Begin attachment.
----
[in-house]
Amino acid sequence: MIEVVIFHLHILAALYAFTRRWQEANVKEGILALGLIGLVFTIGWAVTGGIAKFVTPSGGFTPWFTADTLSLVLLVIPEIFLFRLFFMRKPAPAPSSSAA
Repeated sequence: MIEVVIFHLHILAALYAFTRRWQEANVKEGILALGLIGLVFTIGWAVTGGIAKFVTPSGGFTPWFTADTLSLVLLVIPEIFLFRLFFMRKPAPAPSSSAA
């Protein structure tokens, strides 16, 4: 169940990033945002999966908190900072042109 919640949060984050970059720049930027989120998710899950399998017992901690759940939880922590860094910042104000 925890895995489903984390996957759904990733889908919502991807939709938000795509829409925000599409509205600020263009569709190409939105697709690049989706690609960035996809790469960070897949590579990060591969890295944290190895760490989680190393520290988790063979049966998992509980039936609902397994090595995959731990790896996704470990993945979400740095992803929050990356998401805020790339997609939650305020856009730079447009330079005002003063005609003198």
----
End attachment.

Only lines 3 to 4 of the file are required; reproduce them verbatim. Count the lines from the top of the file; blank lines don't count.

Repeated sequence: MIEVVIFHLHILAALYAFTRRWQEANVKEGILALGLIGLVFTIGWAVTGGIAKFVTPSGGFTPWFTADTLSLVLLVIPEIFLFRLFFMRKPAPAPSSSAA
């Protein structure tokens, strides 16, 4: 169940990033945002999966908190900072042109 919640949060984050970059720049930027989120998710899950399998017992901690759940939880922590860094910042104000 925890895995489903984390996957759904990733889908919502991807939709938000795509829409925000599409509205600020263009569709190409939105697709690049989706690609960035996809790469960070897949590579990060591969890295944290190895760490989680190393520290988790063979049966998992509980039936609902397994090595995959731990790896996704470990993945979400740095992803929050990356998401805020790339997609939650305020856009730079447009330079005002003063005609003198």